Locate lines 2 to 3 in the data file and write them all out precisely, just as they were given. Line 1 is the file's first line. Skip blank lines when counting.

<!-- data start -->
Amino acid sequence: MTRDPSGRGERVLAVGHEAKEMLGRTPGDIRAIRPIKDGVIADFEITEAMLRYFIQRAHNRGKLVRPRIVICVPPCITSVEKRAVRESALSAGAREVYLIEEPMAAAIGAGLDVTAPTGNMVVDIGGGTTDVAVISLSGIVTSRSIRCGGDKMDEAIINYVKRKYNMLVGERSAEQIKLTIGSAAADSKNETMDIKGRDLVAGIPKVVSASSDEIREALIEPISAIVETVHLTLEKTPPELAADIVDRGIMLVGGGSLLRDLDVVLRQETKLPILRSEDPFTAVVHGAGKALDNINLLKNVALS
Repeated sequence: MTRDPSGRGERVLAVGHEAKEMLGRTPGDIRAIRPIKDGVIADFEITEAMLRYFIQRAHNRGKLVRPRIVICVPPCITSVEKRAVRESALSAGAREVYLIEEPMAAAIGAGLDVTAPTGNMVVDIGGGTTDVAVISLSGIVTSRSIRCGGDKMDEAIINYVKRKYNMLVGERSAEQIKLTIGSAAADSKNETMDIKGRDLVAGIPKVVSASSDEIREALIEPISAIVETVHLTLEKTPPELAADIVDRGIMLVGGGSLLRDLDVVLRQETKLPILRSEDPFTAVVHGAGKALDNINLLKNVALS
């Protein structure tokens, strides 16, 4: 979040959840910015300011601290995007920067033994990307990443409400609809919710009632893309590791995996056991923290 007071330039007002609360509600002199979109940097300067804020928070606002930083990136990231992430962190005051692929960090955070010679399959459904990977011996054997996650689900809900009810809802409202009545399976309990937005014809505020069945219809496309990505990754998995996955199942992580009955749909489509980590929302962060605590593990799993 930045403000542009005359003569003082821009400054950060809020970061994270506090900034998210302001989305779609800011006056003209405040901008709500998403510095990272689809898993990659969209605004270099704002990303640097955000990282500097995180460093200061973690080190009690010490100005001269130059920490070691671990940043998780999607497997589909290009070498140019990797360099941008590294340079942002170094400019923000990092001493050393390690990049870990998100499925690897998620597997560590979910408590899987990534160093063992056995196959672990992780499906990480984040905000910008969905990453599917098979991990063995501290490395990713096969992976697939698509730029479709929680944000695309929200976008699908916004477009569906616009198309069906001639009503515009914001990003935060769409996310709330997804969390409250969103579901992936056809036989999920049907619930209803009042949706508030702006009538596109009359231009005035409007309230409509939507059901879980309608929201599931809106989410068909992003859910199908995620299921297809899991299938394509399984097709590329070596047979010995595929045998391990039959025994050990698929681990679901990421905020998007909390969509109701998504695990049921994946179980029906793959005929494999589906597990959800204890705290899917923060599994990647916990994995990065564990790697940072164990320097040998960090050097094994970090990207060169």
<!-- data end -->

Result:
Repeated sequence: MTRDPSGRGERVLAVGHEAKEMLGRTPGDIRAIRPIKDGVIADFEITEAMLRYFIQRAHNRGKLVRPRIVICVPPCITSVEKRAVRESALSAGAREVYLIEEPMAAAIGAGLDVTAPTGNMVVDIGGGTTDVAVISLSGIVTSRSIRCGGDKMDEAIINYVKRKYNMLVGERSAEQIKLTIGSAAADSKNETMDIKGRDLVAGIPKVVSASSDEIREALIEPISAIVETVHLTLEKTPPELAADIVDRGIMLVGGGSLLRDLDVVLRQETKLPILRSEDPFTAVVHGAGKALDNINLLKNVALS
């Protein structure tokens, strides 16, 4: 979040959840910015300011601290995007920067033994990307990443409400609809919710009632893309590791995996056991923290 007071330039007002609360509600002199979109940097300067804020928070606002930083990136990231992430962190005051692929960090955070010679399959459904990977011996054997996650689900809900009810809802409202009545399976309990937005014809505020069945219809496309990505990754998995996955199942992580009955749909489509980590929302962060605590593990799993 930045403000542009005359003569003082821009400054950060809020970061994270506090900034998210302001989305779609800011006056003209405040901008709500998403510095990272689809898993990659969209605004270099704002990303640097955000990282500097995180460093200061973690080190009690010490100005001269130059920490070691671990940043998780999607497997589909290009070498140019990797360099941008590294340079942002170094400019923000990092001493050393390690990049870990998100499925690897998620597997560590979910408590899987990534160093063992056995196959672990992780499906990480984040905000910008969905990453599917098979991990063995501290490395990713096969992976697939698509730029479709929680944000695309929200976008699908916004477009569906616009198309069906001639009503515009914001990003935060769409996310709330997804969390409250969103579901992936056809036989999920049907619930209803009042949706508030702006009538596109009359231009005035409007309230409509939507059901879980309608929201599931809106989410068909992003859910199908995620299921297809899991299938394509399984097709590329070596047979010995595929045998391990039959025994050990698929681990679901990421905020998007909390969509109701998504695990049921994946179980029906793959005929494999589906597990959800204890705290899917923060599994990647916990994995990065564990790697940072164990320097040998960090050097094994970090990207060169």